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Drinking troughs Can be more Wildlife friendly
The water in these typical livestock watering troughs is inaccessible to smaller wildlife like tortoises, hares and even small birds. Many animals can’t reach the water while others can get up onto the edge of the trough but are unable to drink. I have found many small birds unnecessarily drowned in this way. The solution to the problem is quite simple.
By constructing a simple ramp of stones, cemented together, and over the edge of the trough, the water becomes accessible to all wildlife. The ramp should extend into the trough to prevent small animals from falling into the water and drowning. These ramps are cheap to make and can be made by unskilled workers with a little bit of instruction
Buffalo Farming and “Gates”
Buffalo farmer Lindsay Hunt near Heidelberg has shown that commercial game farming can be done in an environmentally friendly way. One of the criticisms about game farming is the impervious game fences that are often needed, which limit the movement of smaller wildlife across the landscape. Lindsay has solved the problem in an ingenious but simple way and all it cost him was a couple of extra poles in each camp.
Each corner in each buffalo camp is provided with a vertical pole “gate” which excludes the buffalo but permits the free movement of grey rhebok, common duiker and bushbuck through the farm. When I visited I saw a family group of grey rhebok happily foraging alongside the buffalo herd. A “gate” is also provided along the straight sections of the camp fences. These “gates” are only built into internal game fences and not the outer boundary. Perhaps we can look forward to the day when all game farm boundaries in the GCBR are fitted with these “gates” wherever practical (ie: not along public roads), or at least small ones for small animals
The African Striped Weasel
The African striped weasel (Poecilogale albinucha) is one of the lesser known mammals of our area. Small and secretive, but an accomplished little hunter no less, this smaller cousin of the honey badger (ratel) is actually quite rare but widespread in it’s distribution. They are specialist rodent predators but will also take birds and insectivores.
The striped weasel is recorded to occur mostly in the eastern half of the country, in areas with a rainfall of more than 600mm per annum. The weasels, however, have not read this book because I have found them along the Orange river in an area with an average rainfall of 350mm, usually much less.
The annual Gouritz Cluster Biosphere Reserve awards were handed over at a gala dinner at the Garden Route Game Lodge near Albertinia on Tuesday 30 October.
Pieter Coetzee, farmer and businessman of Vanwyksdorp received the award for the most outstanding individual. Coetzee recently donated a bus shelter to the people of Vanwyksdorp.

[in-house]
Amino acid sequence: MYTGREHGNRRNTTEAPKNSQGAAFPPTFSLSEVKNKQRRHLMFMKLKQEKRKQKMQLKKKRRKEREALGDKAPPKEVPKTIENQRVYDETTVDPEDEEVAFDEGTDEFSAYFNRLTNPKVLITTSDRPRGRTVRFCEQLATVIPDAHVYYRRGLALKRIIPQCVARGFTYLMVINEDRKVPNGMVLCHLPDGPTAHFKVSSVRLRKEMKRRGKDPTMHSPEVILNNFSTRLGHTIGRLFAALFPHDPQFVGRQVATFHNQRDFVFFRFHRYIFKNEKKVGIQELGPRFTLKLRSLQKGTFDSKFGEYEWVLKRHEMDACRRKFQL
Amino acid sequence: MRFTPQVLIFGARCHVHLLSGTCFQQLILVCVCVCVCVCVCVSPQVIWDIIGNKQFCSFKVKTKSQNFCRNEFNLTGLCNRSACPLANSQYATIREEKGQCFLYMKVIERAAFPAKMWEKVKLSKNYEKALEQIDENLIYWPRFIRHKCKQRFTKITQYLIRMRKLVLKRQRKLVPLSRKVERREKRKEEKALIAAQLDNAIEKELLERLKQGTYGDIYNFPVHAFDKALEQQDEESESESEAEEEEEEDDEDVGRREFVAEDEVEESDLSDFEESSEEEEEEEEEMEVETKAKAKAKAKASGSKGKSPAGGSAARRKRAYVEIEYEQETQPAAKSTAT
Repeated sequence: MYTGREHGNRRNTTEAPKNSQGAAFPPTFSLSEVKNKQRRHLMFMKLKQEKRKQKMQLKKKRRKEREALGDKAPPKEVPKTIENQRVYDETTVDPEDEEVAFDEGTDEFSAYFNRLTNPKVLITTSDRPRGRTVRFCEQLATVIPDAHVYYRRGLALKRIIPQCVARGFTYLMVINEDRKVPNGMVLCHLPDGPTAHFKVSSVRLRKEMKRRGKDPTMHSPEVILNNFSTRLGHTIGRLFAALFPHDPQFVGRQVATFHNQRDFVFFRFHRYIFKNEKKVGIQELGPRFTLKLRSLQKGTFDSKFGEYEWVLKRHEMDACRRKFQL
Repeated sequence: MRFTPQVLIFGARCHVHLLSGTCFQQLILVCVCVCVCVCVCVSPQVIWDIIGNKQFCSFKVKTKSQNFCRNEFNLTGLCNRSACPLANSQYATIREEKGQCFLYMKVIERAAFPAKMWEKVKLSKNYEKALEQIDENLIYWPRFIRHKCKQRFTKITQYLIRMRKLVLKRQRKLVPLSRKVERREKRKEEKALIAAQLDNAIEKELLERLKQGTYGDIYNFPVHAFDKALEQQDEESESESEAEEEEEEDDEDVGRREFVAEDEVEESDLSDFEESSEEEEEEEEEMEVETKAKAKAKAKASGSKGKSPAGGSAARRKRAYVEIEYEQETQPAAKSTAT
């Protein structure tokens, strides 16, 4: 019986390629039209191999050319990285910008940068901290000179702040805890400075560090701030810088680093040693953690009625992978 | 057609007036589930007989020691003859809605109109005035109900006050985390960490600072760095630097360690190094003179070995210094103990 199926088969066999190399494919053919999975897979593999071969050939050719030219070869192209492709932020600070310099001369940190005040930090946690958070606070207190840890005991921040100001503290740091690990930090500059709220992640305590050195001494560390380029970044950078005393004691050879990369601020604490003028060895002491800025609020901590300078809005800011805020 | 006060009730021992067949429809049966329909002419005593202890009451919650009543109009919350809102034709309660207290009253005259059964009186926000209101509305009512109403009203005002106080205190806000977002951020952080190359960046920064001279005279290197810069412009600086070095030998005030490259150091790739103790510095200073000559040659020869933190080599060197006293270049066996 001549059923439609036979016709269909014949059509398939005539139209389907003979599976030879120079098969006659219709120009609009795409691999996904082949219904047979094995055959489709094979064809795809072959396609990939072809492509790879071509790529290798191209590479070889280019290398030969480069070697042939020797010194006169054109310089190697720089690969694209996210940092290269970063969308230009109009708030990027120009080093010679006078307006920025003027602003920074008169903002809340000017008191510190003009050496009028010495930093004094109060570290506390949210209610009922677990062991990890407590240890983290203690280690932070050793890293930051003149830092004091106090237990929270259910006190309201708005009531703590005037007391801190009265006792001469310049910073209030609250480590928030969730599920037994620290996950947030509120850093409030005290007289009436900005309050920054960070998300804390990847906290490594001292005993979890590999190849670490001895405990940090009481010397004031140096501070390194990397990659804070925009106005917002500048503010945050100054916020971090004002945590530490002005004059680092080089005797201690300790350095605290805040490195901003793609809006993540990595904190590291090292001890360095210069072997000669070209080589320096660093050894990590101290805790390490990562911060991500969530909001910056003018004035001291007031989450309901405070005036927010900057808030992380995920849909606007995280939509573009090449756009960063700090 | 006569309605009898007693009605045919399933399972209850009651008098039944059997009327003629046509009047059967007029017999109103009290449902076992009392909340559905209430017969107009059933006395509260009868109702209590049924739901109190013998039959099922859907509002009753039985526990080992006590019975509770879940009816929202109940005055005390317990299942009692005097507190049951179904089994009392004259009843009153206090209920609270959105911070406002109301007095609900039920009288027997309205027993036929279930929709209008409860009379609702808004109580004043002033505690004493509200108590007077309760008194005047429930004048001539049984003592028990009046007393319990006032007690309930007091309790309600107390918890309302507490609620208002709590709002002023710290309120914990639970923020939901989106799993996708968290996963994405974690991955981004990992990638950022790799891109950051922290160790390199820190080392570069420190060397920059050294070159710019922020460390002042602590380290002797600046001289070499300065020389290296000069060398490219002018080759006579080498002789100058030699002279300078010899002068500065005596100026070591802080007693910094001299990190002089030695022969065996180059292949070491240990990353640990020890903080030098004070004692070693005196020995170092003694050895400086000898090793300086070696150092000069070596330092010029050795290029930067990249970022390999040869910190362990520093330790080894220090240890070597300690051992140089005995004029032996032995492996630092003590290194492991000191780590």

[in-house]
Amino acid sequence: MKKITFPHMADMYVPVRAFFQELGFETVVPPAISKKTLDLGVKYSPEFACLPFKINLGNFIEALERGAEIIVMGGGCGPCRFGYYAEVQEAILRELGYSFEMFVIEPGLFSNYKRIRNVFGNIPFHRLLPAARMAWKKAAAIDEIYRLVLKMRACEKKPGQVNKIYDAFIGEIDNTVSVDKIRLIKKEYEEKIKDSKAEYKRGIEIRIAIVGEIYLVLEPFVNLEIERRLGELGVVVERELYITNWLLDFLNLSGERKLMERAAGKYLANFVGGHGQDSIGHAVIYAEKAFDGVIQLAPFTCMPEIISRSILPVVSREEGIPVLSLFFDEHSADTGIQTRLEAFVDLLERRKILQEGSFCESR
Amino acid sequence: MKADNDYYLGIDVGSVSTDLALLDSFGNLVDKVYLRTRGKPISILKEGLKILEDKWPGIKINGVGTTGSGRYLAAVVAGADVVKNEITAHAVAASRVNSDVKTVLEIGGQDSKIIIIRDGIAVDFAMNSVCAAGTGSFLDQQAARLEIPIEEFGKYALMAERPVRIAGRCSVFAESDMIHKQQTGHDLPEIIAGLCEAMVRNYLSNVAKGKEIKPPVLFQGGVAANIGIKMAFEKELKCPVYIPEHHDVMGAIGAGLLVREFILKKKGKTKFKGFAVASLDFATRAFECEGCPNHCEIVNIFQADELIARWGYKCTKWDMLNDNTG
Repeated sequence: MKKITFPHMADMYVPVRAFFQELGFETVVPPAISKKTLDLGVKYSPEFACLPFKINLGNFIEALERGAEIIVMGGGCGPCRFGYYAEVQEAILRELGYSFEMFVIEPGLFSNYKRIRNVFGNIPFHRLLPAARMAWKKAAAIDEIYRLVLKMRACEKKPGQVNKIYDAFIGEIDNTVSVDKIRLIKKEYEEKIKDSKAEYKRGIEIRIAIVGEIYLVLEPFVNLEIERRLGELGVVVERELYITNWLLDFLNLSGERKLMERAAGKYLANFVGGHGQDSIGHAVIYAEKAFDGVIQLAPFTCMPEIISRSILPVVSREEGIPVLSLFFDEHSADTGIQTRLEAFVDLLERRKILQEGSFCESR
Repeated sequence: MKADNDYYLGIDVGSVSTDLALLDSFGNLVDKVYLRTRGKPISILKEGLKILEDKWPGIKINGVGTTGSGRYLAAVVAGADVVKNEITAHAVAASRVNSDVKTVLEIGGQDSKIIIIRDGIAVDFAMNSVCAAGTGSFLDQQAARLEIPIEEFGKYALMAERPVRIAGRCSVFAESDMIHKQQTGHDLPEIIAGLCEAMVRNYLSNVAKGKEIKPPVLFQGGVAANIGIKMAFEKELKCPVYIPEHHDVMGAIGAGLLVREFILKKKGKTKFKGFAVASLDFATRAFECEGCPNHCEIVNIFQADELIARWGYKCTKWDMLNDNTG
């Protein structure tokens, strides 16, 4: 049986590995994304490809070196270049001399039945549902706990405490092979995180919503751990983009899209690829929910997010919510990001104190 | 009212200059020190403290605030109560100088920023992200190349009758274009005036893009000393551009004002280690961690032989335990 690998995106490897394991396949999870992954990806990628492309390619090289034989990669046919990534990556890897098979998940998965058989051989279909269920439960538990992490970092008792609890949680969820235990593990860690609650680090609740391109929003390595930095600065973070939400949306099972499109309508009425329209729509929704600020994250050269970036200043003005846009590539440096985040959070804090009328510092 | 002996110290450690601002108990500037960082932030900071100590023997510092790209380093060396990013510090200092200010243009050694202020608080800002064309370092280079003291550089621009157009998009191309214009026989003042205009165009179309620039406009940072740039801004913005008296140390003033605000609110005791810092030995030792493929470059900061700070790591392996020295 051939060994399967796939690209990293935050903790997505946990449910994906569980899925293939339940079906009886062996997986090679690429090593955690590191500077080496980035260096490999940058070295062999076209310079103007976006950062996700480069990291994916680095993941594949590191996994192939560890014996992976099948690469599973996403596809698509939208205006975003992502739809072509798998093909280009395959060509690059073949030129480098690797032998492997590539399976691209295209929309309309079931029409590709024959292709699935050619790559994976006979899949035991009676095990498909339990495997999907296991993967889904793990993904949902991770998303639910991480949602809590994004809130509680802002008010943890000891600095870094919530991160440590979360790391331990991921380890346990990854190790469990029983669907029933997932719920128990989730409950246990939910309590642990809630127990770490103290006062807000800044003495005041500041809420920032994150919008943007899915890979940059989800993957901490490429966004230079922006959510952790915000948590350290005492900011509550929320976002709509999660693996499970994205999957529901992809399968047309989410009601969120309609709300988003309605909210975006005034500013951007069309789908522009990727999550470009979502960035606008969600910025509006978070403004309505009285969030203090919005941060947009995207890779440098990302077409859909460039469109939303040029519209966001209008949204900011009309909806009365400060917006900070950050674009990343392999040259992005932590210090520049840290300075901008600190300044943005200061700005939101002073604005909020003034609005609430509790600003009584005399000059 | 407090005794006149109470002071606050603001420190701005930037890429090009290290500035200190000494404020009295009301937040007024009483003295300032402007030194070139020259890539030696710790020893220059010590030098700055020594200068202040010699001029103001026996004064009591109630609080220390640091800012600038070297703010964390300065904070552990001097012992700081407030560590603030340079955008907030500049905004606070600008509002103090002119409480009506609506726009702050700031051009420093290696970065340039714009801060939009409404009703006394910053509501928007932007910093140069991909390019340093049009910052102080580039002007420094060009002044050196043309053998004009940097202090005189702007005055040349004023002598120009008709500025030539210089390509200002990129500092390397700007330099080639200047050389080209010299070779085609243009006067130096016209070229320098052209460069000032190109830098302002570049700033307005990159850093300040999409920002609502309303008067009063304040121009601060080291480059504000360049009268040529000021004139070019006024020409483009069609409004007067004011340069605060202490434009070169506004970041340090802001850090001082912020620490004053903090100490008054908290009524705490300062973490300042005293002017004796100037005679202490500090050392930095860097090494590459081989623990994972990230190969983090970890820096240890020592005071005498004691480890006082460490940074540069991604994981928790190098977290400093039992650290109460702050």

Lorraine McGibbon, representative of Wessa, received an award for her tireless work in establishing and maintaining international standards at a growing number of eco schools in Eden. There are at present 7 eco schools in Eden.
Steff Strydom and Andre Maree received awards for the re-establishment of Spekboom in the Groenefontein area of the Karoo. This species is unique in its quality as a CO2 equaliser.
Willem Roodman of Hessequa Municipality, Anna Saaiman, Maria Williams and Esbe Williams who are involved in the eradication of alien species in the Stilbaai area, Ladismith High School, Kruisrivier Primary School, Aiden Beck of the Oyster Bay Reserve, contractors who work with CapeNaure to do alien eradication, Beverley Boer of Mosselbay Environmental Partnership, Nick Scholtz of Lower Breede River Conservancy, Robert den Drijwer of Oudtshoorn Municipality parks department, Roland Scholtz of Fransmanshoek Conservancy, Warren Manual of Mosselbay Municipality and Shagon Carelse of Hessequa Municipality all received awards for their excellent contribution to the wellbeing of the biosphere.
Laerskool Kruisrivier pupils presented a fantastic slide show on their schools’ green initiatives and was cited by Vernon Gibbs-Halls as one of the most proactive Eco School in the Biosphere Reserve
Guest speaker dr Kas Hamman, acting CEO of CapeNature, said alien vegetation and runaway veld fires, and the loss of water from catchment area to the coast, posed the biggest threat to biodiversity.
He said estuaries, an important nursery for many species and recreation area for humans, could only be managed with the help of partners, such as those who were honoured and thanked for their efforts by the awards.
“Biodiversity corridors is one way of mitigating the influence of these factors in a small way. If must cooperate, otherwise we will not win the battle.”
Partnerships were of the essence to the promote and invest in protected areas, as more than 80 percent of rare and endangered plants and animals occurred outside protected areas. “We have to plant together for success and to move forward. Most important is education – children and adults alike need to be informed.”
Vernon Gibbs-Halls of Eden Municipality acted as master of ceremonies, and learners from TM Ndanda School in Mosselbay entertained guests with their ethnic dances.